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Blog Archive

Tuesday, December 11, 2018

Restoring a Harmon Kardon T40 turntable









A good friend recently spotted this turntable, being sold on ebay, buy it now at a reasonable price , and very close to where I live. We had both commented  in the past that the Harmon Kardon T40 was a nice looking deck, with it's deep platter and champagne colour, so it was impossible to resist. Not that well known in the UK, and advertised as not working, with a hinge missing and a burn on the lid. I bid, won and collected it from the seller, who was very helpful , and it was exactly as described.

Upon inspection the main problem with the deck not starting was due to the belt having petrified  and broken into small pieces. the motor worked as I lifted the arm across the platter and appeared to correctly eject the arm at the end of side position. The motor turned fine.

As well as the drive belt, the 4 rubber feet had also aged badly. As you can see from the picture ,all that remained was the 4 springs and parts of the rubber cup. I think there would have been a boot or castor on the end . These needed replacing or repairing as the deck sat very low, its baseboard resting on the surface. This deck is not a floating sub-chassis deck, it relies on the feet to decouple it from external vibration.

Fortunately the rubber motor mounts seems supple and worked well.

I unscrewed the four feet, and removed the screws securing the base board. You can see that the deck is well made with a wooden plinth, ply wood cross bracing and a very neat layout. The deck uses a DC motor, features speed pitch control and 'lock' and , also adjustable output capacitance for the chosen cartridge, quite unusual for a turntable, something more often found on more expensive phono preamps.

The auto functions of the arm use a combination of LED optical detectors to sense when the arm crosses the start of the LP - and activates the motor. At the end of the side the arm activates a micro switch, which both cuts the motor and ejects the arm using a small servo to trip the  raise/lower  piston.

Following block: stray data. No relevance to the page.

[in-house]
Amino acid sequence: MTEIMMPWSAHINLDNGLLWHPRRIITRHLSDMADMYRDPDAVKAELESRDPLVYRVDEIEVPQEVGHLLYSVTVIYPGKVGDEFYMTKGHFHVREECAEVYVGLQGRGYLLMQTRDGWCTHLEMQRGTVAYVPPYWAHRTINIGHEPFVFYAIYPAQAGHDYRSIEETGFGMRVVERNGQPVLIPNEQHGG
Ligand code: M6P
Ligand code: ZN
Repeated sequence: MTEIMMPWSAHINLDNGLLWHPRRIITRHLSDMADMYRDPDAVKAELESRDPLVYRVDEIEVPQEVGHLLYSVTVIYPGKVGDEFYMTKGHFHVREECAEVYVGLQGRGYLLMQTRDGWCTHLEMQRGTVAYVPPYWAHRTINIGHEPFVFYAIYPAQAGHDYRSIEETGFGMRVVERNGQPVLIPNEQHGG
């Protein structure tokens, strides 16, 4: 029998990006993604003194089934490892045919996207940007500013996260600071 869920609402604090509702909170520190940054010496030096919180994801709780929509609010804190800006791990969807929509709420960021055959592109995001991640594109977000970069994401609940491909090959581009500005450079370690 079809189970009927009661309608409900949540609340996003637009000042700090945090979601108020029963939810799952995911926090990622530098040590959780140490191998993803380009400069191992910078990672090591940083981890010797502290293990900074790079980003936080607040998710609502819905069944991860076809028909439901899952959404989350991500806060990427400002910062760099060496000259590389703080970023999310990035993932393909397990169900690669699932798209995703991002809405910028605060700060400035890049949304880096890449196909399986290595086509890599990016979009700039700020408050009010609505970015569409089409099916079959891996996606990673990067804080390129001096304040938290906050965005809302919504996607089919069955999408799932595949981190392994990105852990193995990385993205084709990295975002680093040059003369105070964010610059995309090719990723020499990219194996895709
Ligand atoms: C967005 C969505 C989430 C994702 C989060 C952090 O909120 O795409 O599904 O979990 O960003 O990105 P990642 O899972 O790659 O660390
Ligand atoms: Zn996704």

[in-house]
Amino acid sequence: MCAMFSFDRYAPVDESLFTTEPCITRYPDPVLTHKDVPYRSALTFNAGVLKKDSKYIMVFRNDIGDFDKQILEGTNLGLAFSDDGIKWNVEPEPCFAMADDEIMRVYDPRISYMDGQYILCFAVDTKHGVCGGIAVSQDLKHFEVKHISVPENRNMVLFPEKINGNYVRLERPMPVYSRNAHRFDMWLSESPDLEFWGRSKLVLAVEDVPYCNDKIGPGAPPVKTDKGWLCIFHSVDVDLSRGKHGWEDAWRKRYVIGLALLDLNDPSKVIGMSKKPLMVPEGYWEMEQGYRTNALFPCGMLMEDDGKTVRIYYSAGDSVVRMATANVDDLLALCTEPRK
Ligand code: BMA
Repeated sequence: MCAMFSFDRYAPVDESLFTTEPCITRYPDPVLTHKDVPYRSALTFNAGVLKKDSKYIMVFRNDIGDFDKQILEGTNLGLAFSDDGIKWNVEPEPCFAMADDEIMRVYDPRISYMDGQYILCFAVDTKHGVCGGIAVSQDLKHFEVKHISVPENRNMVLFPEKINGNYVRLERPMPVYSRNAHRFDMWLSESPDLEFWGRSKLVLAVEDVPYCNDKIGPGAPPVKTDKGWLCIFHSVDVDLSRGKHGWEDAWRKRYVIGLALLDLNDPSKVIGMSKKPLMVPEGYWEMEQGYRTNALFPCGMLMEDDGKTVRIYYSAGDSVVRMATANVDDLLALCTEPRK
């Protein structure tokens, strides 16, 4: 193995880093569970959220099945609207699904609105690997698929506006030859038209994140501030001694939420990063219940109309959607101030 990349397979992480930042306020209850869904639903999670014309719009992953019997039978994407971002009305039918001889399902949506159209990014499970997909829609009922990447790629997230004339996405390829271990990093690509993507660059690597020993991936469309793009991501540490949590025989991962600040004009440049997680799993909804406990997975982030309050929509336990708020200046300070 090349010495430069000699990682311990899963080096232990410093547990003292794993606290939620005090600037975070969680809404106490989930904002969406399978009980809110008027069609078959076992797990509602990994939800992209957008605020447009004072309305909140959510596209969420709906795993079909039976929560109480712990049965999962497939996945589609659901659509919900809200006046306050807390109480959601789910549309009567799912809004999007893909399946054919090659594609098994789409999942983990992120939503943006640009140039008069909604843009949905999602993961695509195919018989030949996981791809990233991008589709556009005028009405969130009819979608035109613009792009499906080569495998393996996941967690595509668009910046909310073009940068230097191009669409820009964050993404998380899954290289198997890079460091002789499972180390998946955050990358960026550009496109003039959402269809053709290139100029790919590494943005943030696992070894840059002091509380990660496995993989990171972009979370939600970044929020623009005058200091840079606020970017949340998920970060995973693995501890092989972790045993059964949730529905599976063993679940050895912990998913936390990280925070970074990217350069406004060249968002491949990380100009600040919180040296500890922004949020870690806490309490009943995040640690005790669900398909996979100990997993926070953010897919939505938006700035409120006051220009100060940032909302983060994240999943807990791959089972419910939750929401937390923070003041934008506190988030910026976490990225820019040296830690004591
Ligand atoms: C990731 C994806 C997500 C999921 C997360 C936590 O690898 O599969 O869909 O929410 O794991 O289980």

As described the deck was missing a hinge, but I recognised the type as common across a range of turntables including the Linn LP12 and the NAD 5120. I had a spare hinge from a donor deck in my attic. You can get individual examples on ebay for around £10.


Exactly as described the lid had an ugly burn, the seller thought it was from acid, perhaps an old battery had dripped onto the lid while in storage. next job was to use some chrome polish to buff that out. With time and elbow grease it was almost impossible to see.


Other features included a removable headshell, here you can see the included Goldring cartridge. A small  plastic grube screw secures the headshell in place. It's a little delicate, and while this allows easy fitting of new cartridges, I dont think it is robust to support the kind of cartridge swapping associated with SME/Universal mounts.



Returning to the problem of the feet, I remembered I had some old turntable feet from an ancient abandoned project. Luckily the threaded brass rod from the rotted feet could be unscrewed and reattached to the rotel feet, using the original nut. So I was able to make new feet from both sets. The thread of the bolt is M6,  so  standard Technics SL1200 replacement feet, are also an option off the shelf. 


The replacement feet fitted well and because I had retained the screw, they can be used to level the deck. The deck no longer sat on its baseboard

The lid polishing slowly worked its magic. I used AUTOSOL brand metal polish, which is a very fine cutting paste. It took a while but slowly the mark vanished, to the point where only a reddish marke is visible.
before
after
In certain light a dimple can be seen where some of the surface has been rubbed away, but it's not too bad






I ordered and fitted the new belt  from William Thakker , reliable and cheap . 

It worked well. Initially I found that the speed was rather fast, and I needed to reduce the pitch control to get the strobe markings on the centre weight to remain stable. Later I found that I had left some debris on the motor pulley, from the old melted belt. I cleaned this off with a rag and some Isopropyl alcohol, till it was all gone, then the speed was correct and needed  no adjustment. the speed was also correct with the 'LOCK' function engaged. I'm not sure if this is a preset or actually monitors the speed of the motor, but it keeps the speed correct as per the strobe markings

The deck sounds very nice. The sound is engaging , a little lighter than my Thorens TD321. Actually the deck both sounds like, and  uses similar technology to the TD280, (see other blog entry).

I'm not familiar with the Goldring cartridge, and would tend toward getting a new stylus when you dont know the wear on the old one. The arm is very light so would suit a high compliance cartridge, for example the Ortofon OM-series should work well. It looks very smart indeed, and sounds great.